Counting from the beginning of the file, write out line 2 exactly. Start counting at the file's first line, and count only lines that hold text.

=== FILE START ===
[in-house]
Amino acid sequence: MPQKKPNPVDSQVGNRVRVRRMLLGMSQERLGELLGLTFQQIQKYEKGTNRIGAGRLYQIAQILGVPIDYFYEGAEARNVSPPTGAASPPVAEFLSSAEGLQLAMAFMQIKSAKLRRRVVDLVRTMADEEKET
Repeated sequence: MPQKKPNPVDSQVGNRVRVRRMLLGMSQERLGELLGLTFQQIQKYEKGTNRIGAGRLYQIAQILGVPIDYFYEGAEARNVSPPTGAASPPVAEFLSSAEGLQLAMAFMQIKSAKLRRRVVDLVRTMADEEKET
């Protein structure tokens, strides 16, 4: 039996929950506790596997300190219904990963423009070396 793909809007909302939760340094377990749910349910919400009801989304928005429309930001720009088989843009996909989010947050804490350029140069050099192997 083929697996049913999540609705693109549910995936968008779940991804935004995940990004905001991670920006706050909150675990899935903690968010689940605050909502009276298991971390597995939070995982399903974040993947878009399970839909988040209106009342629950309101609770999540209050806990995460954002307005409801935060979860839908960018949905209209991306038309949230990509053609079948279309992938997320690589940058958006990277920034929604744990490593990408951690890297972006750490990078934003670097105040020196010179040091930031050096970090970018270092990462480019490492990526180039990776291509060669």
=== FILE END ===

Amino acid sequence: MPQKKPNPVDSQVGNRVRVRRMLLGMSQERLGELLGLTFQQIQKYEKGTNRIGAGRLYQIAQILGVPIDYFYEGAEARNVSPPTGAASPPVAEFLSSAEGLQLAMAFMQIKSAKLRRRVVDLVRTMADEEKET